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Bayesian probability question

  1. Dec 30, 2012 #1
    Hello,

    I am building a model that simulates the travel patterns of electric cars using a series of iterative conditional distributions. I have a dataset to build the pdfs.

    In one part of the model I generate a parking time from a conditional distribution.

    I create a parking time distribution for example given the time of day and location etc.

    I am using a Bayeisan approach because given certain condition sometimes no observations may be returned from the dataset because none were recorded so no distribution can be created and the simulation stops

    So first of all I assume a uniform Prior distribution.

    https://dl.dropbox.com/u/54057365/All/prior.JPG [Broken]

    Secondly I return the data in the database given the conditions and create the likelihood function.

    https://dl.dropbox.com/u/54057365/All/likelihood.JPG [Broken]

    Then I combine the prior distribution and posterior distribution to form the posterior distribution and I generate a value.

    https://dl.dropbox.com/u/54057365/All/posterior.JPG [Broken]

    My question is as follows, whenever no observations are returned the likelihoods is 0 so the posterior distribution is flat like prior distribution.

    Instead of using a uniform prior I want to use an informed prior.

    I have set the all the hyperparamters of the bins to 1 in the prior distribution but can I assign the hyper parameters according to some distribution instead?

    How would I do this?

    Thanks
     
    Last edited by a moderator: May 6, 2017
  2. jcsd
  3. Dec 30, 2012 #2

    Stephen Tashi

    User Avatar
    Science Advisor

    Distribution of what? In a Bayesian approach, you begin with a prior distribution for the parameters of another distribution. If you assume a uniform distribution of parking times, then I don't see how this a distribution for parameters of another distribution.

    What you need is a model where parking times are distributed according to some family of distributions ( an exponential family, for example) and each distribution in the family is defined by a particular value of some parameters. (It's simplest to use as few parameters as possible. For example, an exponential distribution is defined by one parameter lambda.) Then you assume a prior distribution for the parameters.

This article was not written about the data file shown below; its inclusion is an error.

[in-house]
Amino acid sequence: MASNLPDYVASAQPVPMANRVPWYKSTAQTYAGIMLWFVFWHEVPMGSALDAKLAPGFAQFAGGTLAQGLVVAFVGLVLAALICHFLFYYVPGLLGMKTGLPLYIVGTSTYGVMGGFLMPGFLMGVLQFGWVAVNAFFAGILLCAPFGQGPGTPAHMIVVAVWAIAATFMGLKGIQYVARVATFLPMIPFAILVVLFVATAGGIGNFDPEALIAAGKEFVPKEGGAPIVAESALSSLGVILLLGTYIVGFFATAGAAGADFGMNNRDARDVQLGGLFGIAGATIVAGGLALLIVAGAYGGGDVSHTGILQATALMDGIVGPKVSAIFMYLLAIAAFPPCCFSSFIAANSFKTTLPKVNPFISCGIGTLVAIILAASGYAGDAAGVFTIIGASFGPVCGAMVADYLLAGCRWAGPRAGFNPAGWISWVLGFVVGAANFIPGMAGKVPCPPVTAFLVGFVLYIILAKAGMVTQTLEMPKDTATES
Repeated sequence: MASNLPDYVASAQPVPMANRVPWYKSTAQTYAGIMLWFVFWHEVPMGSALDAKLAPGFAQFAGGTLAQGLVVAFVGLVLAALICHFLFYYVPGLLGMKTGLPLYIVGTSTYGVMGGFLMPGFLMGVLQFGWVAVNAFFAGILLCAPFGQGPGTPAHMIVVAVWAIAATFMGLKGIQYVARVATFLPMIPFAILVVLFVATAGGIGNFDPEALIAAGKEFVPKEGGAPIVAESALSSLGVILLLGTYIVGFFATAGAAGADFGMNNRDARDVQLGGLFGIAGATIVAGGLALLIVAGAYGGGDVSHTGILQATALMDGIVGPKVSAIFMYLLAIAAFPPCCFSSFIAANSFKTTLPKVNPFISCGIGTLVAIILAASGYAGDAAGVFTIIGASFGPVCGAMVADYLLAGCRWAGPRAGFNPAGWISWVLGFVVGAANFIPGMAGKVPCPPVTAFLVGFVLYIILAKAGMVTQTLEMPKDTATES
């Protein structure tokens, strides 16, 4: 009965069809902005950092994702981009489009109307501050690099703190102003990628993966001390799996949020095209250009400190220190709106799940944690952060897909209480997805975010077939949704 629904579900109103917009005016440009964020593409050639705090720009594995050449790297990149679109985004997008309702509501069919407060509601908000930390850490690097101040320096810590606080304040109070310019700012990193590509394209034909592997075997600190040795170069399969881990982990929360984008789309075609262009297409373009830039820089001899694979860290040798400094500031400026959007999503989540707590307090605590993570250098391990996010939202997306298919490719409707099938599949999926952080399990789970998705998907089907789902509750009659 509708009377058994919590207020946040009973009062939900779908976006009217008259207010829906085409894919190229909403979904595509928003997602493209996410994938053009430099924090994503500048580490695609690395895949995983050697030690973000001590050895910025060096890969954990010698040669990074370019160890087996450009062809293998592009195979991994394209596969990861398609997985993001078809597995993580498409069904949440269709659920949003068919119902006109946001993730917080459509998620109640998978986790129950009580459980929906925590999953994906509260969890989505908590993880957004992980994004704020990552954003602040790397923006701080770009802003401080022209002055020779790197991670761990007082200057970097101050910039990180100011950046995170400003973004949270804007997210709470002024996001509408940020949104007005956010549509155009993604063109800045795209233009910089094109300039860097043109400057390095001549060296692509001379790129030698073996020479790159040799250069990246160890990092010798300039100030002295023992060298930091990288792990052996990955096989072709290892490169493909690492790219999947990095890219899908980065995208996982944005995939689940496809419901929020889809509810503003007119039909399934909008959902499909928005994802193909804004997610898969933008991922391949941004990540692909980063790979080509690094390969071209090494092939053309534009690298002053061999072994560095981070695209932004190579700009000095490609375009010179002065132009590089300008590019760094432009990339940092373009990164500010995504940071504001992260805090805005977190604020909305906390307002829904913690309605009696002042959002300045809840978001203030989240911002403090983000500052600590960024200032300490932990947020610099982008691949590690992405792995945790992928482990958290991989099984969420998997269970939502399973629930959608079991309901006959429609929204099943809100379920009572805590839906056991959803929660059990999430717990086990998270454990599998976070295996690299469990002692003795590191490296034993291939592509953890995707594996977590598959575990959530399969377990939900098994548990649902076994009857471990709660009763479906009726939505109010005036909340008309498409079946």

The only way I can make sense of your work is that you assume parking times come from a family of distributions and that each distribution in the family is defined by about 300 parameters lambda1, lambda2,.... , lambda300, where lambdaN gives the probability for parking for exactly N minutes.

    You can't assume these parameters are jointly and independently uniformly distributed over the interval [0,1] since the parameters are probabilities then they must add to 1. You can assume they are jointly uniformly distributed subject to the condition that they add to 1.

    There are various methods for fitting a smooth distribution to discrete data. There is no single best or correct way that works for all situations. (Likewise to use an informed prior, you actually need to have some information or be willing to assume some.) Accounting for Imprecision in measurements is a natural way to produce smoother distributions. For example if a parking time is 30 minutes, the method of measuring the 30 might produce that value from, say, any time between 29.5 and 30.5 minutes. One smoothing technique is to replace the observation of 30 with a set of observations uniformly distributed between 29.5 and 30.5. (The general technique is called using a smoothing "kernel".) You could even argue that an observation of 30 is evidence for a wider range of possibilities. For example, if someone went shopping and returned after 30 minutes, random factors such as delays is checkout lines etc. might lengthen or shorten that time if the same shopping was repeated.

    It is common to see distributions fitted to data by fitting them to the cumulative histogram instead of the frequency histogram. The cumulative histogram (psychologically) often looks less erratic than the frequency histogram and people are more confident about guessing a family of distributions for it.
     
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